An Aviation AdventureA group of youngsters took a hands-on approach to the aviation industry during the Youth Aviation Adventure held at the Dickinson Theodore Roosevelt Regional Airport on Saturday.
By: Klark Byrd, The Dickinson Press
A group of youngsters took a hands-on approach to the aviation industry during the Youth Aviation Adventure held at the Dickinson Theodore Roosevelt Regional Airport on Saturday.
About 25 kids spent the day learning about aerodynamics, career opportunities, airport operations, safety and the mechanics of aircrafts.
The YAA program was the first in North Dakota.
The national program teams up local pilots and officials with kids who want to learn about different aspects of aviation.
The children sat in the cockpit and worked the controls, did a pre-flight inspection, tinkered on an engine and worked with the fire truck. Eleven-year-old Jakob Ohl said he enjoyed the interaction with the planes.
“I like learning about the controls and gauges and how things work,” he said. “This is pretty fun.”
Josh Zellers, chief pilot at the airport, said the students were full of enthusiasm, and that it was inspiring.
“It takes you back to when you first started and rebuilds the excitement,” he said. “Flying does become work and after a while it is just going to the office and kind of humdrum, but you do things like this and you get reenergized about it.”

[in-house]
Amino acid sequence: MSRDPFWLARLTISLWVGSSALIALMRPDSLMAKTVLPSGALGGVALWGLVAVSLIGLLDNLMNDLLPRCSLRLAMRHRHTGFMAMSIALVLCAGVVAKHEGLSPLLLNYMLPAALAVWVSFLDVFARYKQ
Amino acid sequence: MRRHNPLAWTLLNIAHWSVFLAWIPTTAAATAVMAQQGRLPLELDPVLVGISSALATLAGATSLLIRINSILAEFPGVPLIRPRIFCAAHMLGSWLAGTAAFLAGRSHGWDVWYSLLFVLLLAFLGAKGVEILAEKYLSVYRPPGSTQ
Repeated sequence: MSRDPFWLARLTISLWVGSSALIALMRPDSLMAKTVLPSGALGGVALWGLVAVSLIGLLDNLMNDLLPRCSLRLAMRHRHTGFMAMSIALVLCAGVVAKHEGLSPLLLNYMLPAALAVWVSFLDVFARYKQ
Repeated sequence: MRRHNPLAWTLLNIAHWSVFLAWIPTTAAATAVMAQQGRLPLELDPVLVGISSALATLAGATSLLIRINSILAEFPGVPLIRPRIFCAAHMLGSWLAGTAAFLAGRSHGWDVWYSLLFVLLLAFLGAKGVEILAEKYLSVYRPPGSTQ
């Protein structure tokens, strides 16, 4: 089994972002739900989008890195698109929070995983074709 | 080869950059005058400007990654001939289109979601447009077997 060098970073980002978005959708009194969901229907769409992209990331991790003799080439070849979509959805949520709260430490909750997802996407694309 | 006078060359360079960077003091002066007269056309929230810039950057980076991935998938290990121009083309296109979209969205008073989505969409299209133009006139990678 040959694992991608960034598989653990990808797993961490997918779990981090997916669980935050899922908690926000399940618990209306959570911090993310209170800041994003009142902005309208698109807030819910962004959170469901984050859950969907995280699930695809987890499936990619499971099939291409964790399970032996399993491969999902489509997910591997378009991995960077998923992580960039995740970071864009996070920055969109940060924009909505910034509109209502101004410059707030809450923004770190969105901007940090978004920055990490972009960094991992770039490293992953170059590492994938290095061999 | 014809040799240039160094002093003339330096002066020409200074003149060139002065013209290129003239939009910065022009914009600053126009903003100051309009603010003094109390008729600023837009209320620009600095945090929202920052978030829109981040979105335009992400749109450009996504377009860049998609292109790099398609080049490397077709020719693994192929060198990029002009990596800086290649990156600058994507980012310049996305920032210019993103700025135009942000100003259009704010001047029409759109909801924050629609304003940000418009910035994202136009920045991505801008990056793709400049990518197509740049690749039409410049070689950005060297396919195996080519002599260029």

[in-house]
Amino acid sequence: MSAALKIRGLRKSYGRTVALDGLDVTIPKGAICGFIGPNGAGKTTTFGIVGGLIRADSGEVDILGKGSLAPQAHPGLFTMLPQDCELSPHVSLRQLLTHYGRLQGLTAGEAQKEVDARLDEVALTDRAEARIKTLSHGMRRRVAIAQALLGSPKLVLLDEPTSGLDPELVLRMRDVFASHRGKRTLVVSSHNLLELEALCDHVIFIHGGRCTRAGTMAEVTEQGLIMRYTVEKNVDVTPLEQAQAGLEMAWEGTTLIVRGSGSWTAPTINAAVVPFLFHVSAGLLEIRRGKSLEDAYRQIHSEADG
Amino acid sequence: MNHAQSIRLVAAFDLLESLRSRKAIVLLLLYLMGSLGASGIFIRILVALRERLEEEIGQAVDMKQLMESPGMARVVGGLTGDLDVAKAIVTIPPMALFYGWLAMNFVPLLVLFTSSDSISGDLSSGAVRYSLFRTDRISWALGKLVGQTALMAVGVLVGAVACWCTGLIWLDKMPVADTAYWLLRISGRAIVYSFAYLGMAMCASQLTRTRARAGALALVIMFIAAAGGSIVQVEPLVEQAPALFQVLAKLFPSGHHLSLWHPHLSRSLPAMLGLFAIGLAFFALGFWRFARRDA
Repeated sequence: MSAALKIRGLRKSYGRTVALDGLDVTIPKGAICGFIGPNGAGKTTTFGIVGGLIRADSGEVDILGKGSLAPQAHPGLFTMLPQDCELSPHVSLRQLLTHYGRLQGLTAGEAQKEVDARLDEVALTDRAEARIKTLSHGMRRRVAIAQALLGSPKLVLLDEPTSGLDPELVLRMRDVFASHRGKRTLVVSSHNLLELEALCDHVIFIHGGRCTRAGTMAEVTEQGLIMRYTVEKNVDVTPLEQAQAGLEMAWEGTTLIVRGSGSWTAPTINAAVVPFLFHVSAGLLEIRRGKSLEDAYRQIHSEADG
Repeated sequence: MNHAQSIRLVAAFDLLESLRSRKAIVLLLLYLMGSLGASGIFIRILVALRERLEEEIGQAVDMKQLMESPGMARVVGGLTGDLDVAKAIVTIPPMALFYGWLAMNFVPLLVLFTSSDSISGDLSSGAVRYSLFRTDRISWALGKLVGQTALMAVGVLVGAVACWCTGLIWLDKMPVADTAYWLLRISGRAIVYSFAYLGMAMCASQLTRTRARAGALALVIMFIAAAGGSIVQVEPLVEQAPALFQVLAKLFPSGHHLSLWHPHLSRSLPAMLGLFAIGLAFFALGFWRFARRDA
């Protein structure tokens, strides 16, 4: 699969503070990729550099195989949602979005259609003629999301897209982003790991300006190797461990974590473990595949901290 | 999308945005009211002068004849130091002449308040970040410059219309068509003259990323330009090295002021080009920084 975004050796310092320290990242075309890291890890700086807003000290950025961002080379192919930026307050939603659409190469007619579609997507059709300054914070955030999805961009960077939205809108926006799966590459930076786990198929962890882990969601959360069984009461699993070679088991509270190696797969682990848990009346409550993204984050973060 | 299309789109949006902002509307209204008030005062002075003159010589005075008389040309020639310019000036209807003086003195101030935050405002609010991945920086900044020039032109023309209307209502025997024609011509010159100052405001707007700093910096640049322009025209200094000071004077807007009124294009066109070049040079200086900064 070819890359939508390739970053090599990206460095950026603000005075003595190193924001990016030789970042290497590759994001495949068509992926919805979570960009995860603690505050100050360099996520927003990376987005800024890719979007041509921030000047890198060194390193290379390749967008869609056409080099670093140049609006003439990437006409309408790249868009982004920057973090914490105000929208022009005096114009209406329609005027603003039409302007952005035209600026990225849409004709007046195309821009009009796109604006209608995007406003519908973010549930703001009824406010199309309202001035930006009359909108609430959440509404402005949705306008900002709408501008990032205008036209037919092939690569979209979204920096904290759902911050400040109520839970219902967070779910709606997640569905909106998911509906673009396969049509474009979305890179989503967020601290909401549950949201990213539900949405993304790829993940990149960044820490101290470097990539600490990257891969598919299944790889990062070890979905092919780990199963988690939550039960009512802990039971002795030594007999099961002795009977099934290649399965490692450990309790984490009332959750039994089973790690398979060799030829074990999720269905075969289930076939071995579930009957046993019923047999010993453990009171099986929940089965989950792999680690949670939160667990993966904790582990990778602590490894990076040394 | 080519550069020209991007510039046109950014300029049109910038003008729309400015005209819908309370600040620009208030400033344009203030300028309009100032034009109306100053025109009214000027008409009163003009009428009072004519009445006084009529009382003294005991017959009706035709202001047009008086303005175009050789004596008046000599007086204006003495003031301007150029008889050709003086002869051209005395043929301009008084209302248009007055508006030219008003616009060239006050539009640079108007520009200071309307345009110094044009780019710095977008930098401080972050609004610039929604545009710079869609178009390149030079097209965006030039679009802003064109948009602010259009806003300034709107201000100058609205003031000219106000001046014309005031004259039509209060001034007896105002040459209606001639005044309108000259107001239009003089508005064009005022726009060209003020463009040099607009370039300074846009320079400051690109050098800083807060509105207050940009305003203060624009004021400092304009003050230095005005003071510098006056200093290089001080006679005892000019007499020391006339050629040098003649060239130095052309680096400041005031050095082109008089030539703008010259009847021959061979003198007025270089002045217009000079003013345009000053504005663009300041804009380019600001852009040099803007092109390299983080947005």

An air force helicopter unexpectedly landed at the airport, which gave the kids an added bonus, flight instructor Scott Suchor said.
“The helicopter coming in was a big thing for all of them,” he said.
Isaiah Privratsky said talking with the air force personnel made him want to become a pilot.
The cost for the YAA program was offset from funding from the North Dakota Aeronautics Commission.
All the materials from the event will be put together as a kit for other airports in the state to use as a guideline, Airport Authority Commission Chairman Jon Frantsvog said. Zellers said it is good to show that the airport is user-friendly and there are professionals who are willing to answer questions and help kids pursue their interests.
“What I think is neat about this, is they actually get to come out and get close with it,” he said.
Airport intern Rebekah Busse coordinated the program and said that it will likely be planned as an annual event.
Frantsvog said he hopes the kids will become “airport bums” and watch the planes and get excited about aviation.
“All of us that are pilots absolutely remember that first flight we took, or the first time we got to see an airplane up close,” he said. “You just never know with these kids, you might be giving them that opportunity and they will get the chance to discover what we have had the chance to discover, which is how much fun flying can be.”